20. Infections Acquired in the Garden.

    PubMed

    Cunha, Cheston B; Cunha, Burke A

    2015-10-01

    Gardening is a wonderful pastime, and the garden is a very peaceful place to enjoy one's vacation. However, the garden may be a treacherous place for very young or compromised hosts when one takes into account the infectious potential residing in the soil, as well as the insect vectors on plants and animals. Even normal hosts may acquire a variety of infections from the soil, animals, or animal-related insect bites. The location of the garden, its natural animal and insect inhabitants, and the characteristics of the soil play a part in determining its infectious potential. The most important factor making the garden an infectious and dangerous place is the number and interaction of animals, whether they are pets or wild, that temporarily use the garden for part of their daily activities. The clinician should always ask about garden exposure, which will help in eliminating the diagnostic possibilities for the patient. The diagnostic approach is to use epidemiological principles in concert with clinical clues, which together should suggest a reasonable list of diagnostic possibilities. Organ involvement and specific laboratory tests help further narrow the differential diagnosis and determine the specific tests necessary to make a definitive diagnosis. PMID:26542044

  1. Associative Learning Through Acquired Salience

    PubMed Central

    Treviño, Mario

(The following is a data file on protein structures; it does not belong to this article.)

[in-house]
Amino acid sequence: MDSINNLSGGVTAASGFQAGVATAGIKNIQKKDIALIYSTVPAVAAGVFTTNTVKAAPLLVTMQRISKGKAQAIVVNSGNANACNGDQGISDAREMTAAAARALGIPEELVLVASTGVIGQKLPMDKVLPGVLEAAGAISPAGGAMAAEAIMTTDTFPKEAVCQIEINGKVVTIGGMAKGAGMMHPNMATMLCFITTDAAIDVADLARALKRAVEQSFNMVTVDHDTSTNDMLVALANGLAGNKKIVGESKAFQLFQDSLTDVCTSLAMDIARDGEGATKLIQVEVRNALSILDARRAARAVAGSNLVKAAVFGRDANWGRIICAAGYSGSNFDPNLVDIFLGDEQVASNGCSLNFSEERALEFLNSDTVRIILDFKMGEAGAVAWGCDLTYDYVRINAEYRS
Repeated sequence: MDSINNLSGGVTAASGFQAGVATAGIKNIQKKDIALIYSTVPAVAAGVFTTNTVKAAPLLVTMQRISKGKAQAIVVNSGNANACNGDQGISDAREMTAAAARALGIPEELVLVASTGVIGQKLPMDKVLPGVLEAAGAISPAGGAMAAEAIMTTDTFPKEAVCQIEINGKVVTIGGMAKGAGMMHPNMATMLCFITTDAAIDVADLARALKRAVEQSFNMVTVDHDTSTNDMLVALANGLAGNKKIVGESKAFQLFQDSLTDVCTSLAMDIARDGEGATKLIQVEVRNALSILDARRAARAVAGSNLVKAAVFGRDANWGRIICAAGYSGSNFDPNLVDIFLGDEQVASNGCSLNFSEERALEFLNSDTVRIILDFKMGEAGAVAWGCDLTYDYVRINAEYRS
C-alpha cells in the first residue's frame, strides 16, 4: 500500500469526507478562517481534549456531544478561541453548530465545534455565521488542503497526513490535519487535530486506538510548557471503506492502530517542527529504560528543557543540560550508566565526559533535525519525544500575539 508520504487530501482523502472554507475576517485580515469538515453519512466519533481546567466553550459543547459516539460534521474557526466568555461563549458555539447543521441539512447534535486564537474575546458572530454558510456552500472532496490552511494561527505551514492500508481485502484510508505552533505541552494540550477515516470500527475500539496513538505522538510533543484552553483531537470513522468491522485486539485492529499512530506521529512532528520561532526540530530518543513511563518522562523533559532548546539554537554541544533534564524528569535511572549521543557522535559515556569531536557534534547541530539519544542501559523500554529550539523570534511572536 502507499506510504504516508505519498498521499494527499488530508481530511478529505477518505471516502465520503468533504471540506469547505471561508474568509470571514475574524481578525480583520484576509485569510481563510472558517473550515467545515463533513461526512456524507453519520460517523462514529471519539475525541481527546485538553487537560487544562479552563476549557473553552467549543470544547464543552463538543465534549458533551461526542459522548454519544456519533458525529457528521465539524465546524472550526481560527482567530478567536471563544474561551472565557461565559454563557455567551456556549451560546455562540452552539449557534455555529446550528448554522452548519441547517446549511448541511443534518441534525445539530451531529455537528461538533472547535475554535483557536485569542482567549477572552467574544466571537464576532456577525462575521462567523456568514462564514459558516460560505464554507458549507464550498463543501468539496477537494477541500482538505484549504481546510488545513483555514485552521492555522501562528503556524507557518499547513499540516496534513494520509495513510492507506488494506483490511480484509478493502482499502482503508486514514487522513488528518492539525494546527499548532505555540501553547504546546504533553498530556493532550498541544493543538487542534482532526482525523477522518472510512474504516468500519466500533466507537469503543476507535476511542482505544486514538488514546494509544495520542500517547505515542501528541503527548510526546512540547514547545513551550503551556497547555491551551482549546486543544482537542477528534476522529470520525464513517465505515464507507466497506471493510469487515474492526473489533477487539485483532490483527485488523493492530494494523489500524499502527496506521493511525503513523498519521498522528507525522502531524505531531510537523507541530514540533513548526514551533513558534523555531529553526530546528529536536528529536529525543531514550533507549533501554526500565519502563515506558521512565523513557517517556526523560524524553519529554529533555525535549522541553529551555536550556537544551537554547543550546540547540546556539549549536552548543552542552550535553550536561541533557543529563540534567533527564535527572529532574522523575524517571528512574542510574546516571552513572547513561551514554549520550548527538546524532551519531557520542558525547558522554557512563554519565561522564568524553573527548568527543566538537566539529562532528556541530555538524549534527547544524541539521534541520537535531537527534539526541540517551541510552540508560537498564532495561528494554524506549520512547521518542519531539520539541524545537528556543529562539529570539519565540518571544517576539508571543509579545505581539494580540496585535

2016-01-01

    Most associative learning studies describe the salience of stimuli as a fixed learning-rate parameter. Presumptive saliency signals, however, have also been linked to motivational and attentional processes. An interesting possibility, therefore, is that discriminative stimuli could also acquire salience as they become powerful predictors of outcomes. To explore this idea, we first characterized and extracted the learning curves from mice trained with discriminative images offering varying degrees of structural similarity. Next, we fitted a linear model of associative learning coupled to a series of mathematical representations for stimulus salience. We found that the best prediction, from the set of tested models, was one in which the visual salience depended on stimulus similarity and a non-linear function of the associative strength. Therefore, these analytic results support the idea that the net salience of a stimulus depends both on the items' effective salience and the motivational state of the subject that learns about it. Moreover, this dual salience model can explain why learning about a stimulus not only depends on the effective salience during acquisition but also on the specific learning trajectory that was used to reach this state. Our mathematical description could be instrumental for understanding aberrant salience acquisition under stressful situations and in neuropsychiatric disorders like schizophrenia, obsessive-compulsive disorder, and addiction. PMID:26793078

  2. Associative Learning Through Acquired Salience.

    PubMed

    Treviño, Mario

    2015-01-01